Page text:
The second incident involved a boat with at least 85 persons aboard which split in two before sinking. The people who watched the shipwreck said that they had left Libya together with two other vessels the evening of 15 June. There were many families with children aboard. Those lost at sea were primarily citizens of Syria and people coming from north Africa.
A third shipwreck caused seven deaths. The survivors disembarked at Messina, Sicily yesterday. They had left Libya on 14 June. A pregnant woman from Cameroon
lost her husband in the shipwreck.

I want to tell my readers that most of the African refugees don't know how to swim, and have never seen the sea before traffickers put them in un-seaworthy vessels and set them adrift with no pilot, no motor, no gas, no food, no water, no compass, no directions, just the clothes on their backs, so they can be packed in more tightly. They might leave land with a motor and a pilot but after a few miles, the traffickers' cohorts arrive in another boat, take aboard the pilot and re-take the migrants' vessel's motor and head back to the Libyan coast, leaving the migrants to their fate at sea. Read More 
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Thousands of rescued migrants arrive Palermo, Catania.

1,092 immigrants arrived Palermo this morning aboard an Italian Coast Guard ship. They were saved from drowning in the Strait of Sicily: 751 men, 160 women,11 of whom were pregnant, and 185 minor children.
But that's not all.

Yesterday 730 migrants were saved from shipwreck in the central Mediterranean in 7 separate operations. The migrants were aboard 3 rubber rafts and 4 wooden units. Rescue ships belonged to the Italian Coast Guard, to the NGO Save the Childen, the NGO Jugend Rettet and a towboat.
But that's not all.

Yesterday 695 rescued migrants disembarked at Catania from aboard the Irish patrol boat P31 Le Eithne. Read More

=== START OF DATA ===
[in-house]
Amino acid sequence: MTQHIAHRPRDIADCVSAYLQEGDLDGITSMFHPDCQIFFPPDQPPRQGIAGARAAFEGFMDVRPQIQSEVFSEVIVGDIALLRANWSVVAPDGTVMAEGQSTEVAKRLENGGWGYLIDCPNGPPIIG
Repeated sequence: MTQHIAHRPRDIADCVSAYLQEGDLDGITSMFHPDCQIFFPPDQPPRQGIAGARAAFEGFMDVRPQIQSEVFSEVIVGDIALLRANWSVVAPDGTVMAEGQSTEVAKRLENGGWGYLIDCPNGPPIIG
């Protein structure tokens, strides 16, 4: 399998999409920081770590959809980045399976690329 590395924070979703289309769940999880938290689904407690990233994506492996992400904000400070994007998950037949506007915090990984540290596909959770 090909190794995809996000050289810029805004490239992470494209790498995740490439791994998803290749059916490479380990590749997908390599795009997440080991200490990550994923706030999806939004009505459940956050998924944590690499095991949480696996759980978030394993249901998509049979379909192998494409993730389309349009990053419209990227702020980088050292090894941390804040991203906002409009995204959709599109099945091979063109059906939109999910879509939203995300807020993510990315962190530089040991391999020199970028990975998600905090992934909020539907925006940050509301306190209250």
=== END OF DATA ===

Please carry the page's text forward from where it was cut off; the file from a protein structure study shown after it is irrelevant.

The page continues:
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Photo essay by Cesar Dezfuli

From today's The Guardian newspaper:
Photographer Cesar Dezfuli created a beautiful black-and-white essay on life for African migrants waiting for their green cards for years in a northern Italian town not very receptive to migrants. They live in a former hotel while they wait.
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rescue efforts cause unexpected problems

From the New York Times today:

It is part of a wrenching Catch-22: Any effort to lessen the migrant crisis can backfire as smuggling networks devise even more dangerous strategies in response. Here is how those strategies have pushed desperate migrants into even more desperate situations.
Smugglers Respond to Rescue Efforts

The bodies of 10 migrants were recovered and at least 100 more migrants were missing on Saturday off the coast of Libya. Eight of the bodies were found on an inflatable boat in the Mediterranean Sea, in a treacherous area between Libya and Italy known as the Central Mediterranean route. Each year, aid groups patrol the area and rescue thousands of migrants at risk of drowning. Read More 
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Leoluca Orlando wins fourth term as Palermo mayor

Leoluca Orlando last night won his fourth mayoral race with 46 percent of the votes of those already counted, the largest margin in the nation where cities and towns held municipal elections yesterday. He won fame as Sicily's anti-mafia mayor and it is a miracle that he is still alive. He won his last election five years ago with more 70 percent of the vote.
Bad news: Giusi Nicolini, the mayor of Lampedusa who welcomed and aided African migrants, and whose name was bandied about for the Nobel Peace Prize, lost her bid for reelection, coming in third on the European island town closest to Africa. Her successor has said that everything has to change including the presence of NGO rescue volunteers. Read More 
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Taormina G-7 a bust for refugee crisis thanks to Trump

From The Guardian:
The Taormina summit did not prove to be the diplomatic turning point in the debate on migration that the Italian government had once hoped. The Trump administration squashed an ambitious plan for a positive statement defending the rights of refugees. Possibly the only practical outcome of the summit was that all refugee boats were banned from landing in Sicily for seven days. Taormina residents sent a discreet letter to the local prefecture after the world leaders had left saying they wanted no migrants housed in the town as it might put off the tourists. Read More